Conducting Chaplin's City Lights
We talk to conductor Jamie Phillips about our upcoming screening of Charlie Chaplin's City Lights with a live orchestra.
He tells us what it’s like to conduct a live film score, and reveals a personal connection to the world of silent movies…
I’m so delighted finally to be able to come to Glyndebourne to work on this fabulous Charlie Chaplin score. After the disappointment of cancellations of previous projects due to Covid-19, I can’t wait to be in the gorgeous Sussex countryside to perform this incredible score. I grew up in Birmingham, where the CBSO gave regular screenings of all sorts of silent films, accompanied by full orchestra. These are some of my earliest memories of live performance, and it feels wonderful to be performing one myself. Also, my great-grandmother played the piano for silent films so this has an extra-special meaning for me.
I’ve done various concerts with projected images and short videos before, but never a full length feature film synchronised with screen and orchestra. It’s a very different type of music-making required than anything else, although not wholly dissimilar to accompanying ballet dancers!
When you’re working with any soloists and performers, especially in opera, there is definitely a two-way process going on at any given moment – that is to say, there’s a constant give and take between soloist and conductor/orchestra. With the film, despite the music being totally lush throughout, there is zero room for manoeuvre. So, if you want to be in any way musical or poetic, it has to be done within the exact parameters of the indicated tempo. The really tricky moments are when you have exactly the same musical material as, say, 20 minutes earlier – but this time the tempo is microscopically different! A difference of metronome marking of just four beats per minute can make an enormous difference over a three minute scene.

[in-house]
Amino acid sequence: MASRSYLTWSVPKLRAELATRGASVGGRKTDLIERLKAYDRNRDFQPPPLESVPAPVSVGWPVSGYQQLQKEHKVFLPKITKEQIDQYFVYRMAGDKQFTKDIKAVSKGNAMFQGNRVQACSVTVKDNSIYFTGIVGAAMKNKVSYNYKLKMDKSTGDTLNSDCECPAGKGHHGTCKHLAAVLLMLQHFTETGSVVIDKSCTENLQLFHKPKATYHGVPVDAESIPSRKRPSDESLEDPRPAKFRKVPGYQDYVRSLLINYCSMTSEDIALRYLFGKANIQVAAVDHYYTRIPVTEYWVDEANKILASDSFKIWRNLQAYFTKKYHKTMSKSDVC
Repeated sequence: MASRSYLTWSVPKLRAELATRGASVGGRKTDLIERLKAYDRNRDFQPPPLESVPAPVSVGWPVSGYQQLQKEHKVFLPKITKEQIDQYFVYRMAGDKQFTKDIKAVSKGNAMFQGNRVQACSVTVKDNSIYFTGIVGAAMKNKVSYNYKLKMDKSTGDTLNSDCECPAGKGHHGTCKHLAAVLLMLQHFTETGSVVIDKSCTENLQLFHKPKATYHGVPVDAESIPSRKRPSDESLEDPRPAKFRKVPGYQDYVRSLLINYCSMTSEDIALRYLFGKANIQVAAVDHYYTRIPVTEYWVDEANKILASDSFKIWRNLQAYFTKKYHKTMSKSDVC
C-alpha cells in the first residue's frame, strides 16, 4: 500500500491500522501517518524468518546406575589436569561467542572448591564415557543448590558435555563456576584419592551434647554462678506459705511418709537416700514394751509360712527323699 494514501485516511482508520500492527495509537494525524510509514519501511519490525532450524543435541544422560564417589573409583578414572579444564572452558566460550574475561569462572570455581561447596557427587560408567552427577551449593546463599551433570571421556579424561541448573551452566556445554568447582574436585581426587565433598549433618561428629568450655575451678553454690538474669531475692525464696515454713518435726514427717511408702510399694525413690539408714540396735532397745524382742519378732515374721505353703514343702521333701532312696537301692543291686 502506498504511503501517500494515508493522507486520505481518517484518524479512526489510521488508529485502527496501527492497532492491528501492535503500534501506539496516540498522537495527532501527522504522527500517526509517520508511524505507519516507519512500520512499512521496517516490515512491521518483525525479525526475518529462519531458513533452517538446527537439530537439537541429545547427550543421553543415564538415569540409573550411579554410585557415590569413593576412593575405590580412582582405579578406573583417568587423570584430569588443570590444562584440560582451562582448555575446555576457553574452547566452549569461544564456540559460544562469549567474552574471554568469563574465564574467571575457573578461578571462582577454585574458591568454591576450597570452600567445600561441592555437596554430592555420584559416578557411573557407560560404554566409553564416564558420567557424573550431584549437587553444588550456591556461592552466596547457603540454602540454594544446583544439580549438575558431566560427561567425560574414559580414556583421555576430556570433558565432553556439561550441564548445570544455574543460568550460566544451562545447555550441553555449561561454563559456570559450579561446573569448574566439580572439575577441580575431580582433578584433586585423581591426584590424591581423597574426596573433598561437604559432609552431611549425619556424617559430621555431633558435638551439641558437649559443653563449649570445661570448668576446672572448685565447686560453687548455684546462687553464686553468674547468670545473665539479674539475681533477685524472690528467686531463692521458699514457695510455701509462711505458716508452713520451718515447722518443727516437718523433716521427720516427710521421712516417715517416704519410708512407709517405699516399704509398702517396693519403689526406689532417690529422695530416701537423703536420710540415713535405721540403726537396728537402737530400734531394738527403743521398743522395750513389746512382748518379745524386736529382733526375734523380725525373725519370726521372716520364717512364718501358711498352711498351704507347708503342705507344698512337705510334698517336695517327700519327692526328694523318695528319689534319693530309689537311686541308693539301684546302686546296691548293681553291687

The music for City Lights is totally exquisite – from the ridiculous to the sublime! Some of the romantic moments in the score are crafted so incredibly beautifully, and the slapstick scenes are just fabulous too. Almost in the way Wagner pioneered the use of leitmotifs to depict characters and situations, the recurrence of certain themes and music ideas makes the music not just an accompaniment, but fundamental to the whole appreciation of the story. My personal favourite music is some of the waltzes – I think that’s Chaplin at his most genius and natural as a composer of melody.
What I find so incredible about the story of City Lights is the fact that the blind girl of course spends almost the entire film being able only to hear Chaplin’s voice. Whereas we as viewers of the film can only see him and his physical gestures – we can’t hear a word – it’s the exact opposite! I think that dichotomy is the most powerful element of the story. Naturally, some of the best bits of music are the hardest to synchronise with the film – I absolutely adore the dance music in the restaurant where Chaplin mixes up the spaghetti and the streamers.
Despite the fact that we’re able to produce almost anything on screen these days using incredible technology, these films depict acting at its finest – Chaplin’s films test beyond doubt an actor’s ability to communicate powerfully through gesture. Just as an aside, I think that’s something that we as conductors should always strive to do – communicate feelings and emotions through gesture rather than words – so I think we have a lot to learn from him!
There are so many! I’d love to get stuck in with some of the later Chaplin films which have bigger orchestrations, but I’d absolutely relish the chance to work on some more modern films too. I adore the score to Close Encounters of the Third Kind, which I think is one of the greatest film soundtracks of all time – by John Williams. Oh, and James Bond of course… my wish list would be endless!
City Lights images © Roy Export S.A.S. All rights reserved
Jamie Phillips images: Sim Canetty-Clarke / NOSPR Katowice